Business

June 20, 2012

Lockheed Martin to manage major defense information systems network operations

The Defense Information Systems Agency has chosen Lockheed Martin to manage the transformation of the Department of Defense’s global data network.

The work will take place under an innovative, seven-year Global Systems Management Operations contract. The contract would run for three years and includes two two-year options, with a total contract ceiling of $4.6 billion. The contract includes a mix of firm-fixed-price, fixed-price with incentive, cost-plus-incentive-fee, cost-plus and fixed-fee pricing plans. GSM-O is headquartered at Fort Meade, Md., with multiple support locations worldwide.

“Lockheed Martin is honored to be selected for this critical responsibility, which we regard as a singular opportunity to coordinate with DISA to improve the speed and efficiency of information exchange between our joint war fighters around the world and their commanders and allies,” said Gerry Fasano, president of Lockheed Martin Information Systems & Global Solutions-Defense.

GSM-O is the largest of three DISA Global Systems Management contracts. It provides programmatic, operations, and engineering services; material; equipment; and facilities to support the lifecycle management of the network. Lockheed Martin teammates include AT&T, ACS, Serco, BAE Systems, ManTech, and other specialized and small businesses.

“In addition to being committed to managing a smooth transition of GSM-O responsibilities to the Lockheed Martin team, we’re excited to use our team’s commercial best practices to evolve the network into one that supports new communications capabilities and technologies that directly affect war fighters’ ability to achieve mission success,” Fasano said. “As information is produced and consumed at speeds and volumes that were once unimaginable, our war fighters need an enterprise architecture that can be quickly adapted and enhanced for new technologies while effectively managing costs.”




All of this week's top headlines to your email every Friday.


 
 

 

Headlines November 26, 2014

News: When Hagel leaves, new SecDef faces big questions about the military’s futureĀ - President Obama’s new pick to run the Pentagon will face a dizzying set of challenges affecting the Defense Department’s mission, budget and culture. Who will be the next Secretary of Defense?- Following the Nov. 24 surprise announcement from the White House, the...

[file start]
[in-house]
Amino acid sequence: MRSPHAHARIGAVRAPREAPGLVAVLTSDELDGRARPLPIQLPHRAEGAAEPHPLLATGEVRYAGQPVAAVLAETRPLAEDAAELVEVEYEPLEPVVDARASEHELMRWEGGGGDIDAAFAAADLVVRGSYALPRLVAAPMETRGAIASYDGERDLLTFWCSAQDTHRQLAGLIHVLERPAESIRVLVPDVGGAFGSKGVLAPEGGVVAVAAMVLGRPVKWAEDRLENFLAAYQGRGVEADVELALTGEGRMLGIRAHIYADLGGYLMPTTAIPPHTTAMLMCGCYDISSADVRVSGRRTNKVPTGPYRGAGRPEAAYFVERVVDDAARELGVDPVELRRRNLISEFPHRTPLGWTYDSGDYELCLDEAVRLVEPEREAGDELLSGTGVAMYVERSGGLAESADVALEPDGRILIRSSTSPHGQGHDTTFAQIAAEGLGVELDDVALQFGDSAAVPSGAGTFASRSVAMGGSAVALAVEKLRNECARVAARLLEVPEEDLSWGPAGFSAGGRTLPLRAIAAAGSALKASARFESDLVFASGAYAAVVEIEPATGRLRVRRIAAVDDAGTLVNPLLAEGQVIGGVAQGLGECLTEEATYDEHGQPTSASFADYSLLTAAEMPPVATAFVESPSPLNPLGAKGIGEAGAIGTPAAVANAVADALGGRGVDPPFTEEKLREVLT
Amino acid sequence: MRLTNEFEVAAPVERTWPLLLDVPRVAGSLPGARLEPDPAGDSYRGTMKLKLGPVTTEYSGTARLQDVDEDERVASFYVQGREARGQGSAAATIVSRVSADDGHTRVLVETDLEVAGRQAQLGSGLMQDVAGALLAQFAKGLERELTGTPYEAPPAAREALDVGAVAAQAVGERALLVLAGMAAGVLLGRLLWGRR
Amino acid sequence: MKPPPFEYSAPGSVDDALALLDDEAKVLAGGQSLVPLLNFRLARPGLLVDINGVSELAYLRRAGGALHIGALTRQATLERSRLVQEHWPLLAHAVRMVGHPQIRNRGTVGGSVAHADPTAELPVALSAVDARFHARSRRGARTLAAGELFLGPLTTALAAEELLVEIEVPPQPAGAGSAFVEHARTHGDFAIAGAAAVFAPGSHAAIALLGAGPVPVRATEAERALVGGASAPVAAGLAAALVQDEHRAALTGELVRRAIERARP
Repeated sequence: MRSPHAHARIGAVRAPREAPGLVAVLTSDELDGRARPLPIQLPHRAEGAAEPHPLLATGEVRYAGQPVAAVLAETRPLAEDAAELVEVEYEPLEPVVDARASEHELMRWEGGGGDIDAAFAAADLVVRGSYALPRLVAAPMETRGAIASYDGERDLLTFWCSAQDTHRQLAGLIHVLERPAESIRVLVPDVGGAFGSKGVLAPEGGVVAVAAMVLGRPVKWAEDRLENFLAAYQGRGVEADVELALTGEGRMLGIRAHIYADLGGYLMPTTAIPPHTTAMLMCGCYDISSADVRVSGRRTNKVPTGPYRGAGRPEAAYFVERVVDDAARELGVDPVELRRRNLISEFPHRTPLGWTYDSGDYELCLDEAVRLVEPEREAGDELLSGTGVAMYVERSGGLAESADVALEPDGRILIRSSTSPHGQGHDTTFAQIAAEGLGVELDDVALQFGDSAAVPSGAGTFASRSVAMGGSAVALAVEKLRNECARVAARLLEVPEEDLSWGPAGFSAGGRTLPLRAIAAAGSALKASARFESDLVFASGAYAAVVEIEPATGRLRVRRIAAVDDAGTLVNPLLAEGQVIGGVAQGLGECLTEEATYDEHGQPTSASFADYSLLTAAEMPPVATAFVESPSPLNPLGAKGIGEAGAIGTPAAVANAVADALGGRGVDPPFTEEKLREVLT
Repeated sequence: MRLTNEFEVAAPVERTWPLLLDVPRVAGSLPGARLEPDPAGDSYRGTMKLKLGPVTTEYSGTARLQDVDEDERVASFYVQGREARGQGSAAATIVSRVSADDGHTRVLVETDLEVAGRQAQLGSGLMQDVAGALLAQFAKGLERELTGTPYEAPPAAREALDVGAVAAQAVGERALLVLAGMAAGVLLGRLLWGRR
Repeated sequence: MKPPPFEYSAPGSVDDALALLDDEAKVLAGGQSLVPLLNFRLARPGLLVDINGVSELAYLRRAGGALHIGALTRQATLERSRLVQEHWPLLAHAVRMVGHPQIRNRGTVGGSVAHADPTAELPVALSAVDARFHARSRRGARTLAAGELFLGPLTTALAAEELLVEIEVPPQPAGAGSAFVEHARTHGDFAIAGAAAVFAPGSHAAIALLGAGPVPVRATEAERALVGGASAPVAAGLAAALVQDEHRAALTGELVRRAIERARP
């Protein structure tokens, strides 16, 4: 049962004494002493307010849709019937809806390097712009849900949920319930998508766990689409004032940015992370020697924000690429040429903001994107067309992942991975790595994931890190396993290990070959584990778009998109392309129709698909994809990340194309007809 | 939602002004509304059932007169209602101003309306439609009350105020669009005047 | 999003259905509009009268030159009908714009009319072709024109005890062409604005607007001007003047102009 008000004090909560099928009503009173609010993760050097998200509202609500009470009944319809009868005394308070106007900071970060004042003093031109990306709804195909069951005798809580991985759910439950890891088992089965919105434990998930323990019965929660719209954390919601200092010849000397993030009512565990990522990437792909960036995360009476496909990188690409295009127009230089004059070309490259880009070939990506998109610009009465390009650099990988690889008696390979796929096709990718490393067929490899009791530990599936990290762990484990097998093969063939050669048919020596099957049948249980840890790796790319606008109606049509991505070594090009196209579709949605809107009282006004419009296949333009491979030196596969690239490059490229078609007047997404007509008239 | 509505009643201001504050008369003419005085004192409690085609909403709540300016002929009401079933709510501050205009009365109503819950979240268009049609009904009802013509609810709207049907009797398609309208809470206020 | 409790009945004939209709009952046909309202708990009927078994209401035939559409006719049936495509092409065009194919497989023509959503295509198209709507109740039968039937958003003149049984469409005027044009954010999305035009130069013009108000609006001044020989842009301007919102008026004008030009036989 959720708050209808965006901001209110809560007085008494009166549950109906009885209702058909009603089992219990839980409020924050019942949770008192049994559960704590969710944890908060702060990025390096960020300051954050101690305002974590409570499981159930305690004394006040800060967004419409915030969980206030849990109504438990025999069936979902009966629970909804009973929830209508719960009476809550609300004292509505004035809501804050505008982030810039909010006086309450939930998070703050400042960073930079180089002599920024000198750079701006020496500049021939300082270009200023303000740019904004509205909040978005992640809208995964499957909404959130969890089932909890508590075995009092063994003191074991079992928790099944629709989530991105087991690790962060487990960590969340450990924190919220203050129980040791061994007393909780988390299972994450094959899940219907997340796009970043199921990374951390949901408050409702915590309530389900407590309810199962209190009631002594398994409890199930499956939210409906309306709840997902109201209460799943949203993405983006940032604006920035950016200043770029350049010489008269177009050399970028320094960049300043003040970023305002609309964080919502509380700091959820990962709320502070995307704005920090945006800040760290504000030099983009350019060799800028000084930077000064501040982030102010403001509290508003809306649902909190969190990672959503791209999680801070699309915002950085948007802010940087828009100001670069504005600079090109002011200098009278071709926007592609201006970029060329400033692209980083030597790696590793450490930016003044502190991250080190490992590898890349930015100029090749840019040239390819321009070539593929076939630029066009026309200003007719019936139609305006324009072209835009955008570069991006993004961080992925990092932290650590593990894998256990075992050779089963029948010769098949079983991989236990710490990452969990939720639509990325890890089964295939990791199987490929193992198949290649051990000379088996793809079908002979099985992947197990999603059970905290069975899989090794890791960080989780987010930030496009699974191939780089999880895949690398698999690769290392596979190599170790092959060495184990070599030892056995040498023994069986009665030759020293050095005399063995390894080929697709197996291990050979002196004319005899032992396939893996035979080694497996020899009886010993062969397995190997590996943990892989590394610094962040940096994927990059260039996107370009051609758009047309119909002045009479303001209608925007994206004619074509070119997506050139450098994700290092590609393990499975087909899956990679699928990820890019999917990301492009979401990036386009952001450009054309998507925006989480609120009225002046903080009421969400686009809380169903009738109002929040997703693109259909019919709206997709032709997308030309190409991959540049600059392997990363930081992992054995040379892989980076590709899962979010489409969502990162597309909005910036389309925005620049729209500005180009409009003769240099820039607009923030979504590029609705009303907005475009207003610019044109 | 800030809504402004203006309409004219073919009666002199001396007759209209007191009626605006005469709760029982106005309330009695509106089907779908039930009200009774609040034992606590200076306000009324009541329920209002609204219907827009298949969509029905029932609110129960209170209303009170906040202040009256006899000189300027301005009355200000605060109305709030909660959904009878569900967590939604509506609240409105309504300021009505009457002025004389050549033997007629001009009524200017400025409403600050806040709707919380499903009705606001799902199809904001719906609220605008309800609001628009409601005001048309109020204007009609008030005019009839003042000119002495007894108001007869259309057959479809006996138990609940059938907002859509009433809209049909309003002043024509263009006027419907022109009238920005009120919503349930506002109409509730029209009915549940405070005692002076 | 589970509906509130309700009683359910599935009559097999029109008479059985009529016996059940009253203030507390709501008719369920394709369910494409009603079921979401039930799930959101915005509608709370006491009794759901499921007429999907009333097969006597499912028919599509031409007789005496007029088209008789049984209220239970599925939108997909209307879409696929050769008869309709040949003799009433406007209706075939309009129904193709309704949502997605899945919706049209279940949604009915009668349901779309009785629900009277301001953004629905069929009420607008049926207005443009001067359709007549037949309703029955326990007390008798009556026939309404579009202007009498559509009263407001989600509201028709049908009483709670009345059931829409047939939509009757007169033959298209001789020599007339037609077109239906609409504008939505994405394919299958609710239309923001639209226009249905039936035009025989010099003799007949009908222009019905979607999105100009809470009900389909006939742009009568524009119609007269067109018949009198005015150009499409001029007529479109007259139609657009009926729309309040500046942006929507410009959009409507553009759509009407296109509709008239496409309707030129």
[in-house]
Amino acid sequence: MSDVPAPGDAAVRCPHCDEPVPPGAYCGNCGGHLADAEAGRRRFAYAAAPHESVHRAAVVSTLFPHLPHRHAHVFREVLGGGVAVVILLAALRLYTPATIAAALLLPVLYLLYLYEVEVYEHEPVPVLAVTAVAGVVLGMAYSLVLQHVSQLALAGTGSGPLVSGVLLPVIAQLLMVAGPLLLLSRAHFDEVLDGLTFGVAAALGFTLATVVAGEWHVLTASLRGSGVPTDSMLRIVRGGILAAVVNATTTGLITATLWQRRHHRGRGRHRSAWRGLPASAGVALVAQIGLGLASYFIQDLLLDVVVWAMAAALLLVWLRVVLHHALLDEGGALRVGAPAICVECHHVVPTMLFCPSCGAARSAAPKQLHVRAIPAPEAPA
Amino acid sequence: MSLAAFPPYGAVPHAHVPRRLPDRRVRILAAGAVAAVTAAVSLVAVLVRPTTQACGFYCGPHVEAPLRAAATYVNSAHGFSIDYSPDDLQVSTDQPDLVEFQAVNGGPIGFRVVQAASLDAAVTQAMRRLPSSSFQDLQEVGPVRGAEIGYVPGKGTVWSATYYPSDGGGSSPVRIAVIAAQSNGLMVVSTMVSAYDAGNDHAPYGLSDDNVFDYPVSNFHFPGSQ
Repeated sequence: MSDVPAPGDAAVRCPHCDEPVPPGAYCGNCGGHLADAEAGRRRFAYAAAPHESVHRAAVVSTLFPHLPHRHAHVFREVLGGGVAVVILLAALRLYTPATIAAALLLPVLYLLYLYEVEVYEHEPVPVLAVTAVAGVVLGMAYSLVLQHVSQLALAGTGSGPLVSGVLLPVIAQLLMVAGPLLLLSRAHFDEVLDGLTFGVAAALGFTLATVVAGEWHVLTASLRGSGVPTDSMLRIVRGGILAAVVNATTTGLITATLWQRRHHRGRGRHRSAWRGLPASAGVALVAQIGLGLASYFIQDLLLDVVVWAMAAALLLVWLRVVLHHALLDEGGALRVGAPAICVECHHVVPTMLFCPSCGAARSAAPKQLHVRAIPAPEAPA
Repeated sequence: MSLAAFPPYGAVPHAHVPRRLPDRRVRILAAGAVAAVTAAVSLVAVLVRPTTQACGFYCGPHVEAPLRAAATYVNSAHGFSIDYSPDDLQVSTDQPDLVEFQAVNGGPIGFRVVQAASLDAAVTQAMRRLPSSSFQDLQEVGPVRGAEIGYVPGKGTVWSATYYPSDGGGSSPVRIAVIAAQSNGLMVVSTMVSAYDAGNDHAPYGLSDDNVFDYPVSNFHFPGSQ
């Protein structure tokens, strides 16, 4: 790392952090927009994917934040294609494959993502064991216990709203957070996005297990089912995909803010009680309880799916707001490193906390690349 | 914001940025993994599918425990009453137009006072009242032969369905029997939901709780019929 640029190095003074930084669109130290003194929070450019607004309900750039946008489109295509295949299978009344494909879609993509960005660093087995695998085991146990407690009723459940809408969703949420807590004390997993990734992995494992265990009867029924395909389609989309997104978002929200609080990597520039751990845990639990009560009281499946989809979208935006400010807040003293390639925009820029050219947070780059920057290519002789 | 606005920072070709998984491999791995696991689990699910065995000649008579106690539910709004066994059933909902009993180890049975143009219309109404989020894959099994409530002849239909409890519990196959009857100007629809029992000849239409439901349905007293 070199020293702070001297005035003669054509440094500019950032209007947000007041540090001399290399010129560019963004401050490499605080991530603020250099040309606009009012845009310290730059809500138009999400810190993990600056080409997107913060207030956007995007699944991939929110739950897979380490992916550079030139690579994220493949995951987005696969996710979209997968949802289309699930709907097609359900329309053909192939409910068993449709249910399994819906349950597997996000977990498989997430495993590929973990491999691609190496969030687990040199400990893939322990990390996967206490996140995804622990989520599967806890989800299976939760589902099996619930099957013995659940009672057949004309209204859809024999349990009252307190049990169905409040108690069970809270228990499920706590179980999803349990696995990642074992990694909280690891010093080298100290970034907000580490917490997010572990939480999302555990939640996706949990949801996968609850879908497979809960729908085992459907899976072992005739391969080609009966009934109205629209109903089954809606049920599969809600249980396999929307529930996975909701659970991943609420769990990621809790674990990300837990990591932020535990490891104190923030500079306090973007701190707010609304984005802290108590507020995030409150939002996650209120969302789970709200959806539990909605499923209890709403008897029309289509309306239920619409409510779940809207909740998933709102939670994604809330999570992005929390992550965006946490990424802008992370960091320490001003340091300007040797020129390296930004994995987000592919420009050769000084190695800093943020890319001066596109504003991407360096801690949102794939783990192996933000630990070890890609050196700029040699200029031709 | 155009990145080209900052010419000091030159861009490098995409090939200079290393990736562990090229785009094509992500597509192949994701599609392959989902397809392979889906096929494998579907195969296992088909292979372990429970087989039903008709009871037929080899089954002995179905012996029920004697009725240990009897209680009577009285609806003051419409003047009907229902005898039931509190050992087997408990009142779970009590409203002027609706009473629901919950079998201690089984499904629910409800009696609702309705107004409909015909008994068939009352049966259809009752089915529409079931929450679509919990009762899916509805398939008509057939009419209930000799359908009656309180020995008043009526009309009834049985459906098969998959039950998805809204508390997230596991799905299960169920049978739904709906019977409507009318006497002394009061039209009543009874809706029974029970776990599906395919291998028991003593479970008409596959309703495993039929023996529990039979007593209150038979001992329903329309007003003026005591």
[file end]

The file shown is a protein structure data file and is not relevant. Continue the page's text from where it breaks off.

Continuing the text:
News Briefs November 26, 2014

Navy to decommission two more ships in Puget Sound The Navy recently decommissioned the guided missile frigate USS Ingraham at Everett, Wash. It will be towed to Bremerton and scrapped. The Daily Herald reports the Navy also plans to decommission another ship at the Everett homeport and also one stationed in Bremerton. Naval Station Everett...
 
 

NASA airborne campaigns tackle climate questions from Africa to Arctic

NASA photograph The DC-8 airborne laboratory is one of several NASA aircraft that will fly in support of five new investigations into how different aspects of the interconnected Earth system influence climate change. NASA photograph The DC-8 airborne laboratory is one of several NASA aircraft that will fly in support of five new investigations into...
 

 
Air Force photograph by Rick Goodfriend

16T Pitch Boom reactivated to support wind tunnel tests

Air Force photograph by Rick Goodfriend The Pitch Boom at the AEDC 16-foot transonic wind tunnel (16T) was recently reactivated. This model support system is used in conjunction with a roll mechanism to provide a combined pitch...
 
 

Northrop Grumman supports U.S. Air Force Minuteman missile test launch

Northrop Grumman recently supported the successful flight testing of the U.S. Air Force’s Minuteman III intercontinental ballistic missile weapon system. The operational flight test was conducted as part of the Air Force Global Strike Command’s Force Development Evaluation Program. This program demonstrates and supports assessment of the accuracy, availability and reliability of the...
 
 
army-detector

Scientists turn handheld JCAD into a dual-use chemical, explosives detector

Scientists at the U.S. Army Edgewood Chemical Biological Center at Aberdeen Proving Ground, Md., proved it is possible to teach an old dog new tricks by adding the ability to detect explosive materials to the Joint Chemical Age...
 




0 Comments


Be the first to comment!


Leave a Reply

Your email address will not be published. Required fields are marked *

You may use these HTML tags and attributes: <a href="" title=""> <abbr title=""> <acronym title=""> <b> <blockquote cite=""> <cite> <code> <del datetime=""> <em> <i> <q cite=""> <strike> <strong>